Dec. 29 (Bloomberg) --The potential share of London Metal Exchange copper stockpiles held by one unidentified company fell to 80 percent to 89 percent, from at least 90 percent.
The holding covers inventory already owned and contracts expiring in the next two trading days, according to the Dec. 23 data, released today. The figures are used by the LME to apply guidelines that oblige the owner to lend metal at fixed rates.
One party actually owned 50 percent to 79 percent of the stockpiles, not counting open futures positions, as of Dec. 23, according to the exchange. A dominant position holder, to whom the lending guidelines are applied, is anyone owning at least 50 percent of LME registered stockpiles. There has been a dominant owner in copper since Nov. 24.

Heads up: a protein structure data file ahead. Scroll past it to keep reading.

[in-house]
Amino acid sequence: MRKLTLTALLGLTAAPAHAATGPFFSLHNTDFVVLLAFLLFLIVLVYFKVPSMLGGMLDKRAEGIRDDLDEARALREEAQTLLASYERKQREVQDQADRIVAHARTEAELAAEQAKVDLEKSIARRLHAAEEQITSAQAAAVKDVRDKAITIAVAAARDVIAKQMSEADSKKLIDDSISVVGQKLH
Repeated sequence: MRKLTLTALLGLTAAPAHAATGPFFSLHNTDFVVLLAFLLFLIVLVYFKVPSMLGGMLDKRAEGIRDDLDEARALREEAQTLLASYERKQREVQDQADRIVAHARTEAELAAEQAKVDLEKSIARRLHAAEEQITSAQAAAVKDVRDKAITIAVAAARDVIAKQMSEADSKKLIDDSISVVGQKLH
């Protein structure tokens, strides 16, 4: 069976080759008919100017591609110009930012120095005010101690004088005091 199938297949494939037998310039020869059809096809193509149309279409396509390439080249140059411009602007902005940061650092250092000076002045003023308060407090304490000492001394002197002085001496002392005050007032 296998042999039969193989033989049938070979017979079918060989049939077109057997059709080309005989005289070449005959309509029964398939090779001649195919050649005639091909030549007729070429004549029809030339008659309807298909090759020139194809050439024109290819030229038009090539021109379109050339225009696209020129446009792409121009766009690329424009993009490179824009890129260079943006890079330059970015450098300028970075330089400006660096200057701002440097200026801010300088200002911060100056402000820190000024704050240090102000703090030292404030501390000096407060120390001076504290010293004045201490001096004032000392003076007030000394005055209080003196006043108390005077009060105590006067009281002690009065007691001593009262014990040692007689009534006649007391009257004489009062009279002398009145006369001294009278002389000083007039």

Copper’s cash contract, for delivery in two trading days, was trading at a $50 premium to the benchmark three-month contract by 12:23 p.m. in London. That futures market structure, known as backwardation, is an indication of concern about near- term supply.
The premium is attracting additional supply to warehouses, with inventory rising for an 11th consecutive session today, LME data show. That’s the longest streak since January.